Housing former inmates a challenge

Today, a coalition of justice reform, housing and crime victims advocates gathered for a justice and housing summit to identify local and statewide solutions to address disproportionate rates of homelessness for justice-involved Michiganders.

The event, hosted by Safe & Just Michigan and co-sponsored by the Michigan Coalition Against Homelessness and Still Standing, comes amid growing, bipartisan support for statewide expungement reforms and Detroit’s recent ordinance to “ban-the-box” asking about criminal history on rental applications.

“Helping a formerly incarcerated person find a safe and affordable place to live is a large part of helping them rebuild their life,” said Troy Rienstra, outreach director for Safe & Just Michigan. “I’m fortunate because I own a home, but thousands of other Michigan residents who have a criminal record don’t know where they’ll sleep from one night to the next. Stable housing helps ensure people succeed and are less likely to return to prison — that’s good for all of us.”

Rienstra was released from prison three years ago after being incarcerated for 22 years.

Even though he was able to buy himself a home in the Detroit area, he has faced discrimination by landlords who cite his criminal record and have been unwilling to rent him an apartment in Lansing.

Rienstra regularly visits Lansing due to his work around the Capitol.

Nationwide, Prison Policy Initiative has estimated formerly incarcerated people are 10 times more likely to experience homelessness than people who have never been in jail or prison.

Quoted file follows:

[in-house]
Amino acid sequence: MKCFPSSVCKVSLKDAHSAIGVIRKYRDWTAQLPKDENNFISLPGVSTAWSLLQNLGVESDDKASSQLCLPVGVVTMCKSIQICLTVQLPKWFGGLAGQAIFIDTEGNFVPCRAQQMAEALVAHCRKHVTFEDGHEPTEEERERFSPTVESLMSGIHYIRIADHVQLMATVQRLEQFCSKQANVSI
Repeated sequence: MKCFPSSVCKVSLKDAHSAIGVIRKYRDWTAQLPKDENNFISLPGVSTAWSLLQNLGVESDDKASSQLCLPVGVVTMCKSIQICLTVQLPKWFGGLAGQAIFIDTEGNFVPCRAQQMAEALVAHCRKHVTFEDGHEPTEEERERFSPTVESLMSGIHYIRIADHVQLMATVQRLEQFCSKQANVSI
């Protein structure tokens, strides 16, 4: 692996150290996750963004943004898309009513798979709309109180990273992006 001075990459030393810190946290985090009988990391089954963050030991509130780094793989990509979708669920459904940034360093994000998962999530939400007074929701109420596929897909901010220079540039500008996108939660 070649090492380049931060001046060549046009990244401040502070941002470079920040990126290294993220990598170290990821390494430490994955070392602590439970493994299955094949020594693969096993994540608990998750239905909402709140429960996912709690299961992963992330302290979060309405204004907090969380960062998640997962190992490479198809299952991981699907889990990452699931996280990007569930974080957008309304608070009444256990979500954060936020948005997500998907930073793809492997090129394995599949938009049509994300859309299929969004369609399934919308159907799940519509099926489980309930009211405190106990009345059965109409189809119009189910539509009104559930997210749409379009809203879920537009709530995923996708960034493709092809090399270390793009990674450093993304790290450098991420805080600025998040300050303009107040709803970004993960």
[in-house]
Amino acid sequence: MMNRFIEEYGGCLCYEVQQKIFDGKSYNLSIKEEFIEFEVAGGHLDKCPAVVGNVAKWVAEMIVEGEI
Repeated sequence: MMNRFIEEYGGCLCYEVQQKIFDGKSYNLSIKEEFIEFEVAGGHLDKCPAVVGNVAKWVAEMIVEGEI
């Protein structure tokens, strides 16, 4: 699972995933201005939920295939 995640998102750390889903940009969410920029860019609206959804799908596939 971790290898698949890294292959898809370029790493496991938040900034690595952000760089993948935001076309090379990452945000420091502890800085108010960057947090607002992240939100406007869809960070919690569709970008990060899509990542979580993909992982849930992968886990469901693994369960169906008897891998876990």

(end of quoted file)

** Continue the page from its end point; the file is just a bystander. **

Overcoming this challenge is one of the focuses of re-entry programs at the Second Chance Center in Aurora, Colorado, where founder and director Hassan Latif—the featured guest speaker at Thursday’s summit—has led efforts to construct Providence at the Heights, a 50-unit housing complex for formerly incarcerated people.

The summit also featured a performance piece drawn from the lived experiences of four individuals who experienced homelessness or faced significant barriers to find safe and affordable housing in Michigan because of their criminal record.

Formerly incarcerated people face a number of roadblocks to finding safe and affordable housing upon release, including loss of contact with family and friends or discrimination from prospective landlords and employers.

Safe & Just Michigan works to advance policies that end Michigan’s over-use of incarceration and promote community safety and healing. We envision a Michigan in which all are safe in their communities and everyone is responsible for creating accountability, safety and justice.

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